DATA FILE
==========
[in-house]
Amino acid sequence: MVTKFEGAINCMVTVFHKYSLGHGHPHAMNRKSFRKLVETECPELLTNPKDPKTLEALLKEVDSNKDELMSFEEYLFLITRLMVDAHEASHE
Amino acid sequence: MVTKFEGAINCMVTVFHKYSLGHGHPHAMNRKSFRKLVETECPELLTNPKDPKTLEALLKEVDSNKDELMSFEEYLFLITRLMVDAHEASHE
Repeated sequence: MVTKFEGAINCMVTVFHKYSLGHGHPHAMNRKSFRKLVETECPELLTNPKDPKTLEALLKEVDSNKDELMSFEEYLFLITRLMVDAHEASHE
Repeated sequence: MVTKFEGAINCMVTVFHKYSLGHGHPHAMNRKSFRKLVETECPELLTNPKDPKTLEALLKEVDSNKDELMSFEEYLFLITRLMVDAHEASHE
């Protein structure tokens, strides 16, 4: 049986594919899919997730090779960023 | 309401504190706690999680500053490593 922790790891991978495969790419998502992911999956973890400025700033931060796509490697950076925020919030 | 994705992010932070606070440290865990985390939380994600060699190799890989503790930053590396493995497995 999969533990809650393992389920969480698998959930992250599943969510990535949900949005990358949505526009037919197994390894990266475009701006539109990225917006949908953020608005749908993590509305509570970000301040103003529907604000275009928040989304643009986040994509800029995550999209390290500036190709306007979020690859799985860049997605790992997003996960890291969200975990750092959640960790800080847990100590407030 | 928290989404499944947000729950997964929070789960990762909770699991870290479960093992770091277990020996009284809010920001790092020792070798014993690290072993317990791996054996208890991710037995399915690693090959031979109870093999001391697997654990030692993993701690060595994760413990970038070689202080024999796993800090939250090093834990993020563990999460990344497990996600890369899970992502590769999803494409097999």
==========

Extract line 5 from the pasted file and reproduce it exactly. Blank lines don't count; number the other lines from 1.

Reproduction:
Repeated sequence: MVTKFEGAINCMVTVFHKYSLGHGHPHAMNRKSFRKLVETECPELLTNPKDPKTLEALLKEVDSNKDELMSFEEYLFLITRLMVDAHEASHE